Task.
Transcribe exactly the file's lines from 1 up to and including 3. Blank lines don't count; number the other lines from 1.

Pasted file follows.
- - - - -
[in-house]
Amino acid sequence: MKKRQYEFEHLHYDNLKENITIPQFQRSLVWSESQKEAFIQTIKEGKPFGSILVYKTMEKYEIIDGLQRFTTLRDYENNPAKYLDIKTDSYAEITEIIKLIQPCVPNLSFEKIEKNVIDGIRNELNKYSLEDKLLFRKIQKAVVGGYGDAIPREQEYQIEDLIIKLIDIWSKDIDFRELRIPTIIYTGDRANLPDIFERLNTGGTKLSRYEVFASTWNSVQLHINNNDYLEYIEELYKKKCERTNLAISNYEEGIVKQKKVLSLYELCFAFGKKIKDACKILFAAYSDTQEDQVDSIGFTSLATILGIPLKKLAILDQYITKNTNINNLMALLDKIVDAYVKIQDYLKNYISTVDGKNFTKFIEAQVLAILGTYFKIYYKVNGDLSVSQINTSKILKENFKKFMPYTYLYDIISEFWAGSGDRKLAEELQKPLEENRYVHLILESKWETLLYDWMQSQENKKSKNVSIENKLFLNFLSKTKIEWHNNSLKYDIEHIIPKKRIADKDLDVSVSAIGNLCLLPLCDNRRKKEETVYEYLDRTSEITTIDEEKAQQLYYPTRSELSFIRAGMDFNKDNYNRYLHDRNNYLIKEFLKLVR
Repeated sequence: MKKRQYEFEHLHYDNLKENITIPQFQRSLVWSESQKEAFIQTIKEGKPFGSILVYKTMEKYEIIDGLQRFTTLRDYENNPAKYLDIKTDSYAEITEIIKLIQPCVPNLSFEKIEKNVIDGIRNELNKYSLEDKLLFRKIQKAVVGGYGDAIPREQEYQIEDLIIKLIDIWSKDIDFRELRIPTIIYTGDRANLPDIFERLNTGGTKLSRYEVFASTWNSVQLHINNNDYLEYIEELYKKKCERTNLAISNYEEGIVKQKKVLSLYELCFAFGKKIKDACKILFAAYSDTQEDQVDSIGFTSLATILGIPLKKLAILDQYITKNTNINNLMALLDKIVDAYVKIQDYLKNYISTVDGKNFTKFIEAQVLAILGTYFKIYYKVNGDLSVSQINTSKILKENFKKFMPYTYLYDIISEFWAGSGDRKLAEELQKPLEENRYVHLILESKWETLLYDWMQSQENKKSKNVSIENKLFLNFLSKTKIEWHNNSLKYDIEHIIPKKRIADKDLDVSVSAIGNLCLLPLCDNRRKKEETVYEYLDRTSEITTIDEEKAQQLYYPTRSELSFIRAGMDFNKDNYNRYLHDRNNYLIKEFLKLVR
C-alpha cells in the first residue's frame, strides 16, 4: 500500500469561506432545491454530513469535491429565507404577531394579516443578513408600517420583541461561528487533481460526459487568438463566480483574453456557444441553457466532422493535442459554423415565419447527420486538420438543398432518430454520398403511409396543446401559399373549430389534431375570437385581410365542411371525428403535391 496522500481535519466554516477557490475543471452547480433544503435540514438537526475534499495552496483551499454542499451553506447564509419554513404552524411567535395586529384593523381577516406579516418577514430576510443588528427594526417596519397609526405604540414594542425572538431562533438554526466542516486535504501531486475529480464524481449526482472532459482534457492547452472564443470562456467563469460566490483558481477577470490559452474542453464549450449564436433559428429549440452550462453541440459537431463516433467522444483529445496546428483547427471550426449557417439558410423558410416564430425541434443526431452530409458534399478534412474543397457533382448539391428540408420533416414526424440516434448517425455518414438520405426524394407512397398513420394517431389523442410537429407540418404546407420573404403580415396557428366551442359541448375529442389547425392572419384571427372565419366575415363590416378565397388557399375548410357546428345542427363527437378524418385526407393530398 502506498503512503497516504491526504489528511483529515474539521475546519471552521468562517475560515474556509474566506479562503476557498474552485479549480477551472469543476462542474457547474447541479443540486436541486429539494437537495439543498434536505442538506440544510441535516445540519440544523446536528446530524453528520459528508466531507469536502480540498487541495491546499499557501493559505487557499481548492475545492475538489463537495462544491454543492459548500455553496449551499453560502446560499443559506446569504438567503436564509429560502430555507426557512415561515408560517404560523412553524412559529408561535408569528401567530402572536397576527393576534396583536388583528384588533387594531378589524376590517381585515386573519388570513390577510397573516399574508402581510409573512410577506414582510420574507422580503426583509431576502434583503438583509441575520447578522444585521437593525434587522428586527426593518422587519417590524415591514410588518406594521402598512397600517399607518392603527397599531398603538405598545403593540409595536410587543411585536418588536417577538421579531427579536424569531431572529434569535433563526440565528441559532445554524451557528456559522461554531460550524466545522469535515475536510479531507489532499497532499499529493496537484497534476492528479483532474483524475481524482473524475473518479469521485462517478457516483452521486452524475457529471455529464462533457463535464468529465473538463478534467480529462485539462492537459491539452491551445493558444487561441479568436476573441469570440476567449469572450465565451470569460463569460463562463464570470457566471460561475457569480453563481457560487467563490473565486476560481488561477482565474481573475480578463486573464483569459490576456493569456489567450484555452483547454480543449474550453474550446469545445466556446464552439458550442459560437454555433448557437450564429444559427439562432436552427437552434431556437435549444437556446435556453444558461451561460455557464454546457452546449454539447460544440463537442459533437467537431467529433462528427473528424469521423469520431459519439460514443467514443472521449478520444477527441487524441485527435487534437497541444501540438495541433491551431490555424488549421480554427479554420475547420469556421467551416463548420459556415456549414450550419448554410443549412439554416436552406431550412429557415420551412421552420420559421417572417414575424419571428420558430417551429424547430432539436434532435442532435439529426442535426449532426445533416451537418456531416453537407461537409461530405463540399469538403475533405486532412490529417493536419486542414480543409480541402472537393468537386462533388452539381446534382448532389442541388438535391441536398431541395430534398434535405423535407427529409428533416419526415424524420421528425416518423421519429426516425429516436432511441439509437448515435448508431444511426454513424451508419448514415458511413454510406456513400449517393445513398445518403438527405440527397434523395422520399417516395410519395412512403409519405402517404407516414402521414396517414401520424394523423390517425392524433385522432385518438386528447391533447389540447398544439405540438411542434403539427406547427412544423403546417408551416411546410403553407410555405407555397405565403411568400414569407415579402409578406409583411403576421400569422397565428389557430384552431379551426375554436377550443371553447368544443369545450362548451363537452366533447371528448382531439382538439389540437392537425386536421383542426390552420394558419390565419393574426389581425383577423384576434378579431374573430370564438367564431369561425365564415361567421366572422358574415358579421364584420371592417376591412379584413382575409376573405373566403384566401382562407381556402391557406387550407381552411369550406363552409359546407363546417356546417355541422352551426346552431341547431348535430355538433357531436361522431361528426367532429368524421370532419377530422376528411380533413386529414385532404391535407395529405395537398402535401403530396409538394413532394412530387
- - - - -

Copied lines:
[in-house]
Amino acid sequence: MKKRQYEFEHLHYDNLKENITIPQFQRSLVWSESQKEAFIQTIKEGKPFGSILVYKTMEKYEIIDGLQRFTTLRDYENNPAKYLDIKTDSYAEITEIIKLIQPCVPNLSFEKIEKNVIDGIRNELNKYSLEDKLLFRKIQKAVVGGYGDAIPREQEYQIEDLIIKLIDIWSKDIDFRELRIPTIIYTGDRANLPDIFERLNTGGTKLSRYEVFASTWNSVQLHINNNDYLEYIEELYKKKCERTNLAISNYEEGIVKQKKVLSLYELCFAFGKKIKDACKILFAAYSDTQEDQVDSIGFTSLATILGIPLKKLAILDQYITKNTNINNLMALLDKIVDAYVKIQDYLKNYISTVDGKNFTKFIEAQVLAILGTYFKIYYKVNGDLSVSQINTSKILKENFKKFMPYTYLYDIISEFWAGSGDRKLAEELQKPLEENRYVHLILESKWETLLYDWMQSQENKKSKNVSIENKLFLNFLSKTKIEWHNNSLKYDIEHIIPKKRIADKDLDVSVSAIGNLCLLPLCDNRRKKEETVYEYLDRTSEITTIDEEKAQQLYYPTRSELSFIRAGMDFNKDNYNRYLHDRNNYLIKEFLKLVR
Repeated sequence: MKKRQYEFEHLHYDNLKENITIPQFQRSLVWSESQKEAFIQTIKEGKPFGSILVYKTMEKYEIIDGLQRFTTLRDYENNPAKYLDIKTDSYAEITEIIKLIQPCVPNLSFEKIEKNVIDGIRNELNKYSLEDKLLFRKIQKAVVGGYGDAIPREQEYQIEDLIIKLIDIWSKDIDFRELRIPTIIYTGDRANLPDIFERLNTGGTKLSRYEVFASTWNSVQLHINNNDYLEYIEELYKKKCERTNLAISNYEEGIVKQKKVLSLYELCFAFGKKIKDACKILFAAYSDTQEDQVDSIGFTSLATILGIPLKKLAILDQYITKNTNINNLMALLDKIVDAYVKIQDYLKNYISTVDGKNFTKFIEAQVLAILGTYFKIYYKVNGDLSVSQINTSKILKENFKKFMPYTYLYDIISEFWAGSGDRKLAEELQKPLEENRYVHLILESKWETLLYDWMQSQENKKSKNVSIENKLFLNFLSKTKIEWHNNSLKYDIEHIIPKKRIADKDLDVSVSAIGNLCLLPLCDNRRKKEETVYEYLDRTSEITTIDEEKAQQLYYPTRSELSFIRAGMDFNKDNYNRYLHDRNNYLIKEFLKLVR